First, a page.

Are you unknowingly adding to your depression?


February 5, 2018

Millions of people struggle with depression and anxiety.

Whatever the source – whether it’s anxiety, life circumstance, loss, biochemical factors, finances, poor health, past trauma, to name a few, I’ve found that many people who have been diagnosed with anxiety and/or depression are unintentionally are depressing themselves and contributing to their symptoms.

Ok, that’s a loaded statement. This isn’t said to blame the sufferers or induce shame and guilt. Quite the contrary. When you become aware of the ways you are robbing yourself of joy, you’re suddenly empowered to change so that life becomes more enjoyable.

It is our approach to life that affects and makes us feel bad.

After years of working with patients, I’ve discovered that there are tiny little things we do every day that ultimately contribute to the way we feel. Our habits, our thoughts or our emotions all play a part. Below are some of things you might inadvertently be doing that contribute to your overall depression and mood.

Put Your Body in Neutral and Let Autopilot Take Over.

Each day you rise, work relentlessly at a job that you liked for maybe five minutes probably five years ago, come home and care for others, fall into bed and repeat the next day. Your life drives itself.
That means that everything joyful falls by the wayside. When is the last time you went out and played in nature? Skipped up the stairs instead of taking the elevator or allowed the world to look brand new?

You Put Yourself Last.

Can you remember the last time you made room for fun, recreation or exercise? I mean, who needs friends, they probably judge you or are bored around you, right? Putting everyone else’s needs above your own may feel noble, but it also contributes to your depression. Perhaps you’ve been told that you’re supposed to be there for everyone, but notice how it makes you feel? Do you feel resentful? Angry? Blaming everyone else without recognizing that you are the one who needs to put you first?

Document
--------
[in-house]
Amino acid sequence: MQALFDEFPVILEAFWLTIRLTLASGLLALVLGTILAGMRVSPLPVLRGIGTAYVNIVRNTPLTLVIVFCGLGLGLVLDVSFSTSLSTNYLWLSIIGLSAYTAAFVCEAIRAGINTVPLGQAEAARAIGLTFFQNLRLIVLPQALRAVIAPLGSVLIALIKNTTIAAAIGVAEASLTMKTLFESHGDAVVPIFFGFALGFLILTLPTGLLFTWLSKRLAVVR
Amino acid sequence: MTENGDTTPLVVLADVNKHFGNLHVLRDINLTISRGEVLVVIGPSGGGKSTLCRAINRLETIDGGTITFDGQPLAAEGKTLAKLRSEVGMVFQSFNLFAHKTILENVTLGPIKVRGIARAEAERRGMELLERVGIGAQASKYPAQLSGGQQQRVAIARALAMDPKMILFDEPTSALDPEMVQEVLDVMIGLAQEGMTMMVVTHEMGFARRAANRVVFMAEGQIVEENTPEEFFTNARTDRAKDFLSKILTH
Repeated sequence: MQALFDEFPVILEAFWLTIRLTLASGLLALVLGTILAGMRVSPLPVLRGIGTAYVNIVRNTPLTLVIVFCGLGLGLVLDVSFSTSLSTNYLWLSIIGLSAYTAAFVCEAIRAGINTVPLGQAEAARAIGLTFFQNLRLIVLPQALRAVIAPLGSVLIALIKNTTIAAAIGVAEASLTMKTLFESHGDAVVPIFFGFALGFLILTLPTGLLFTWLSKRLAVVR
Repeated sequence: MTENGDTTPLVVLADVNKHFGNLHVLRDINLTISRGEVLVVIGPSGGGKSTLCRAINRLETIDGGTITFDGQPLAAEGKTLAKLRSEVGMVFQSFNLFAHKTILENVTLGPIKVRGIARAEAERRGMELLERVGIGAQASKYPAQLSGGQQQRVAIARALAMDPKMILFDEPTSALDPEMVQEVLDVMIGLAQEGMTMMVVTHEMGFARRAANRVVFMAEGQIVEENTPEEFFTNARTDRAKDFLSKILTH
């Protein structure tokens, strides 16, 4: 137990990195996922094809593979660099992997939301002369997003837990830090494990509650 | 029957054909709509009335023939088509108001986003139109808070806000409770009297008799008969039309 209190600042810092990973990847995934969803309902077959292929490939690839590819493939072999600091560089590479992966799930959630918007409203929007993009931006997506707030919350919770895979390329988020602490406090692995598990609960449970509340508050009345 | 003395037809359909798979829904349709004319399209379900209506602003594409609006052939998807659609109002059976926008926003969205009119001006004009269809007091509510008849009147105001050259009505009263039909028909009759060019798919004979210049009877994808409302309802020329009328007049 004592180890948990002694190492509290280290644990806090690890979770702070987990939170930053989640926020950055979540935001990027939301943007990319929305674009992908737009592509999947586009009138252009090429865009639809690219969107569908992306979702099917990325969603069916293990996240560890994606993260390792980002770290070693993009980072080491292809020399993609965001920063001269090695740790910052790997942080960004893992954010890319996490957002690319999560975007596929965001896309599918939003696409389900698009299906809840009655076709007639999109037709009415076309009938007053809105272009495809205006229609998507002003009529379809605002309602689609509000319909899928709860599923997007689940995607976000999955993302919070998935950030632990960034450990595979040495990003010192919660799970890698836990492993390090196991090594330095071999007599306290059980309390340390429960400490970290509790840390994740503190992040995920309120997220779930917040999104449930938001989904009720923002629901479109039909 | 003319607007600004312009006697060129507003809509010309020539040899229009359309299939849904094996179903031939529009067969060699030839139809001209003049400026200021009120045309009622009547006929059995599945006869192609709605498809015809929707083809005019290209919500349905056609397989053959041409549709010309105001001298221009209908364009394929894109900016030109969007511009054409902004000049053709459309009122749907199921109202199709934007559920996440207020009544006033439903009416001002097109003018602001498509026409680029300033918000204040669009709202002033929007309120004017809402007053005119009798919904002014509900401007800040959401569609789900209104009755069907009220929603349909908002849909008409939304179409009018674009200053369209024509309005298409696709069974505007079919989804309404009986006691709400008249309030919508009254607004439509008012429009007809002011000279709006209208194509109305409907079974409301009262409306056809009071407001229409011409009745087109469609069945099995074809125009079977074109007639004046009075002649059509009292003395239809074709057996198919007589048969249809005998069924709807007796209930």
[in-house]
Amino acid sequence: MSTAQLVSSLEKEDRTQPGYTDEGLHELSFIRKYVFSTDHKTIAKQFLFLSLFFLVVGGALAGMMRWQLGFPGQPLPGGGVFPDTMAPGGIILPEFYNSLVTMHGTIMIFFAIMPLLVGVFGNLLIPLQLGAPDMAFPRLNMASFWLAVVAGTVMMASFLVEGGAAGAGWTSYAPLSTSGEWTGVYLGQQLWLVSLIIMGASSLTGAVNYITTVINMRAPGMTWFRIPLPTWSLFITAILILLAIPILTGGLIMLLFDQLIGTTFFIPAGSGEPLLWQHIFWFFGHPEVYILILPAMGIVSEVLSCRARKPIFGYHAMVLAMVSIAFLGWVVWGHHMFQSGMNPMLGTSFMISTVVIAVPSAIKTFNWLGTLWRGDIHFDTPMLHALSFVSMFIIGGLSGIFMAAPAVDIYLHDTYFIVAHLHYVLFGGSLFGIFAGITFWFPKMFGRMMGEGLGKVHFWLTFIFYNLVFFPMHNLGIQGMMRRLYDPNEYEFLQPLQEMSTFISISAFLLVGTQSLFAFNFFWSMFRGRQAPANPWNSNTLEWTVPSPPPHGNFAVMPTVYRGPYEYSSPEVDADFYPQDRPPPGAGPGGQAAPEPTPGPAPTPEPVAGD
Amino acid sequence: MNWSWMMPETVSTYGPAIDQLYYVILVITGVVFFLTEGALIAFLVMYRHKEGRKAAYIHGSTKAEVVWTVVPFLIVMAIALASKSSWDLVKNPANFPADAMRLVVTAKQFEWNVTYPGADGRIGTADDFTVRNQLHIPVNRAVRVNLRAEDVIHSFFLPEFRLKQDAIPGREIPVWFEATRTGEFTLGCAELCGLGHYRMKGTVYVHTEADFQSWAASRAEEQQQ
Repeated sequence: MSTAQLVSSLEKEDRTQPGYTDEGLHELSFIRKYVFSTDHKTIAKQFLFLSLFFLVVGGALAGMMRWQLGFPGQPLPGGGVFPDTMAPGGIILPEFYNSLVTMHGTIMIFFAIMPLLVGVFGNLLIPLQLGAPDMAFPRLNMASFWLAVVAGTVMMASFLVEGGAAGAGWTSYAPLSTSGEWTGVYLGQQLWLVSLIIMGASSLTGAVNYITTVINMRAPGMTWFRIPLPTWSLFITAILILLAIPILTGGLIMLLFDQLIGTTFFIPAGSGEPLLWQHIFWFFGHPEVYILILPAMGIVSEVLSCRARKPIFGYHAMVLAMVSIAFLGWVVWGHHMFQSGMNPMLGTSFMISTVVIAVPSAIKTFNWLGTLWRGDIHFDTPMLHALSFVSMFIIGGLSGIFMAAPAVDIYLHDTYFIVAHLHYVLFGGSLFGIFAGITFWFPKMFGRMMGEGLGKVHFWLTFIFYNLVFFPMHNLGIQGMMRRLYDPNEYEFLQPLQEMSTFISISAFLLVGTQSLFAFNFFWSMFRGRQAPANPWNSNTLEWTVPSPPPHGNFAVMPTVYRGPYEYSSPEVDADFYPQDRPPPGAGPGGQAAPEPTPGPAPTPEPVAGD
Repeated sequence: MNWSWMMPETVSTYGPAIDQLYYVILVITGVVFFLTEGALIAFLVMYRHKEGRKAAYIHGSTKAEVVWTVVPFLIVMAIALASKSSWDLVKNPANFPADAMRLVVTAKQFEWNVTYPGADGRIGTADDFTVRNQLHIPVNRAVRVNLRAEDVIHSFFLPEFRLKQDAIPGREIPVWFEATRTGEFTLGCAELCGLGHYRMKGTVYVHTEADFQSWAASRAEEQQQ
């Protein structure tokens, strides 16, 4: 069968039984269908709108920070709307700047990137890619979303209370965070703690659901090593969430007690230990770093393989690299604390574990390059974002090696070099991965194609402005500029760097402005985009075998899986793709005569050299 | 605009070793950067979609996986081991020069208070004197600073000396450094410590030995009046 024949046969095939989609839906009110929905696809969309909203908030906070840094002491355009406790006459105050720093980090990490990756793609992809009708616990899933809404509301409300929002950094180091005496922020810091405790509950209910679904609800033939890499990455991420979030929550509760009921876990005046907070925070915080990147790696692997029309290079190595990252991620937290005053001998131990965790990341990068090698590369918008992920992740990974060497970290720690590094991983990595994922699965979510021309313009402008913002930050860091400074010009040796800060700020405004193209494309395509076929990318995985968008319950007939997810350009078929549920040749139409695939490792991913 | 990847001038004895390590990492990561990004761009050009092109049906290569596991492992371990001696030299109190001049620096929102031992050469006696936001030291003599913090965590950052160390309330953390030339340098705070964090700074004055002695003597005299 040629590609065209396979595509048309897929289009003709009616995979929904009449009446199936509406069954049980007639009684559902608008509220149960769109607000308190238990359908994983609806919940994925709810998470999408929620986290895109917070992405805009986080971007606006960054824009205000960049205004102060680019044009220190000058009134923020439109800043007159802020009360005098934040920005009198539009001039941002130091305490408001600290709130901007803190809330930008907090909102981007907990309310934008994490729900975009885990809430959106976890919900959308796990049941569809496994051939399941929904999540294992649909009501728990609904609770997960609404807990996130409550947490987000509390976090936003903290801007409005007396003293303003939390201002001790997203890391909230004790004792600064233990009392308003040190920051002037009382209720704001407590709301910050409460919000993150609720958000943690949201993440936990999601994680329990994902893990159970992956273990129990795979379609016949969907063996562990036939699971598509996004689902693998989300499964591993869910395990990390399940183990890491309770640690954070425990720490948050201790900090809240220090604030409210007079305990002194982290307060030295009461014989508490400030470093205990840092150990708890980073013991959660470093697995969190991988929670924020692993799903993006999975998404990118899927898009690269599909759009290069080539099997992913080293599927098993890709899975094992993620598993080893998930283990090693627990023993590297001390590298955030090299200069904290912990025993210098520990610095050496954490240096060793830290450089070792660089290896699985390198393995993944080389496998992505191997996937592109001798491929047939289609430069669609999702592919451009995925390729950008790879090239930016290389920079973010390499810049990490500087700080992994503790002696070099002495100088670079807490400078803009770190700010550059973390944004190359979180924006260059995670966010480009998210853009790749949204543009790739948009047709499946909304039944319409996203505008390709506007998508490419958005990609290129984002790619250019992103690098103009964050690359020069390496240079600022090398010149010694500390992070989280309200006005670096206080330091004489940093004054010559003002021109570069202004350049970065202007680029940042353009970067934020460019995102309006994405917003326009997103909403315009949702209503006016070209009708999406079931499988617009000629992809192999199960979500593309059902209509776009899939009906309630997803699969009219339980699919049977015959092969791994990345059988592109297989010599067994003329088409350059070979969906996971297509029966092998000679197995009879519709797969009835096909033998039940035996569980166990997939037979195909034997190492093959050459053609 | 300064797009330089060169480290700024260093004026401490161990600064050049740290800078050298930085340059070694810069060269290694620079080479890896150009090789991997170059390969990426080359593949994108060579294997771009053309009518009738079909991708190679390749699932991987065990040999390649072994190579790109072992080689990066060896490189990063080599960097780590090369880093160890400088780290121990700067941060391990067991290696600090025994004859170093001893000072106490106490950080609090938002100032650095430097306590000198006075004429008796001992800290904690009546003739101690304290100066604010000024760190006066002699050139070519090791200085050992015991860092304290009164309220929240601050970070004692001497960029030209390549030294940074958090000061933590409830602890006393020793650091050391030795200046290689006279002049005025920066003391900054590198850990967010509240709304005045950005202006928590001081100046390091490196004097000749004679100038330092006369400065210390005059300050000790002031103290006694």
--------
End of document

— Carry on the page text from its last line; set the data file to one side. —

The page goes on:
Putting yourself last can take on various forms. It might mean that you lower your personal hygiene standards and ignore your physical health – opting for a diet of processed, hard to digest foods. You forget to exercise, don’t get enough sleep and ignore self-care in its entirety. It even may mean avoiding intimacy, sex or getting involved in a relationship.

Blame is the Name of the Game.

Is your life “beyond your control”? If you’re pointing fingers, you might not be taking responsibility for your life and inadvertently making yourself more depressed and anxious. Listen to the way you speak – who or what is to blame for the way your life looks today? Do you have to be right and others wrong?

If you find yourself running away from responsibility or saying that “things just happen” it might be time to shift. Failure to take responsibility over our life can go beyond blame too – it might mean living beyond our means, taking unnecessary risks or walking away from those we love.

Imagine what life might feel like if we took responsibility. Instead of feeling like life is happening to us, we begin to recognize that we still have the ability to control our responses, the way we feel and our perspective – even when the world throws us a curve ball. How different might life be?

I’ll Take What’s Yours.

The flipside to all of this is that you probably also tend to take responsibility for things that aren’t yours. Are you taking responsible for other people’s lives? Maybe your spouse isn’t showing up the way you want them to for the kids and you step in – reminding him or her of all the things they need to do to be a good parent. When we take on responsibility for the condition of other people’s lives, we tend to avoid taking responsibility for our own – thus contributing to the overall mood of our life.